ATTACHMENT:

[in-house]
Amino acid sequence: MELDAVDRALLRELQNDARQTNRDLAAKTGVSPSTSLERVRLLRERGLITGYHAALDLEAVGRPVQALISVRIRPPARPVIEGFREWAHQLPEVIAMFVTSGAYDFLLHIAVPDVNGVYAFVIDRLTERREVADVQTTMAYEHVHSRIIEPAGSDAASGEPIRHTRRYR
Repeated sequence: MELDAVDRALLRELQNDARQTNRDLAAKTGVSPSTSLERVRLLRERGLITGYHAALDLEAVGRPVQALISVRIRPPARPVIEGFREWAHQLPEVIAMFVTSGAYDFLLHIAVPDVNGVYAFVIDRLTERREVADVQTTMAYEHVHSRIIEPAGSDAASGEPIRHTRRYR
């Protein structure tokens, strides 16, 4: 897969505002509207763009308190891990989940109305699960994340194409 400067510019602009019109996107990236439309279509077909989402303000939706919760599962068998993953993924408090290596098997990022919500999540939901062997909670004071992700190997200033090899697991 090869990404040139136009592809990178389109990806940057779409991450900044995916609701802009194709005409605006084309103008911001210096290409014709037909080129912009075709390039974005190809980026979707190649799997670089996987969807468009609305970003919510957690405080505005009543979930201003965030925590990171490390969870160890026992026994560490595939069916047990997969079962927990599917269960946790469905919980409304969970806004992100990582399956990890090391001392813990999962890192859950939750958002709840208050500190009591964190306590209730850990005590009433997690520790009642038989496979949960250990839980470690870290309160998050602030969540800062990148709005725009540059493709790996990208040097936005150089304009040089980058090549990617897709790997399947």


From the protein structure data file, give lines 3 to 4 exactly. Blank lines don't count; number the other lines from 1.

Repeated sequence: MELDAVDRALLRELQNDARQTNRDLAAKTGVSPSTSLERVRLLRERGLITGYHAALDLEAVGRPVQALISVRIRPPARPVIEGFREWAHQLPEVIAMFVTSGAYDFLLHIAVPDVNGVYAFVIDRLTERREVADVQTTMAYEHVHSRIIEPAGSDAASGEPIRHTRRYR
């Protein structure tokens, strides 16, 4: 897969505002509207763009308190891990989940109305699960994340194409 400067510019602009019109996107990236439309279509077909989402303000939706919760599962068998993953993924408090290596098997990022919500999540939901062997909670004071992700190997200033090899697991 090869990404040139136009592809990178389109990806940057779409991450900044995916609701802009194709005409605006084309103008911001210096290409014709037909080129912009075709390039974005190809980026979707190649799997670089996987969807468009609305970003919510957690405080505005009543979930201003965030925590990171490390969870160890026992026994560490595939069916047990997969079962927990599917269960946790469905919980409304969970806004992100990582399956990890090391001392813990999962890192859950939750958002709840208050500190009591964190306590209730850990005590009433997690520790009642038989496979949960250990839980470690870290309160998050602030969540800062990148709005725009540059493709790996990208040097936005150089304009040089980058090549990617897709790997399947």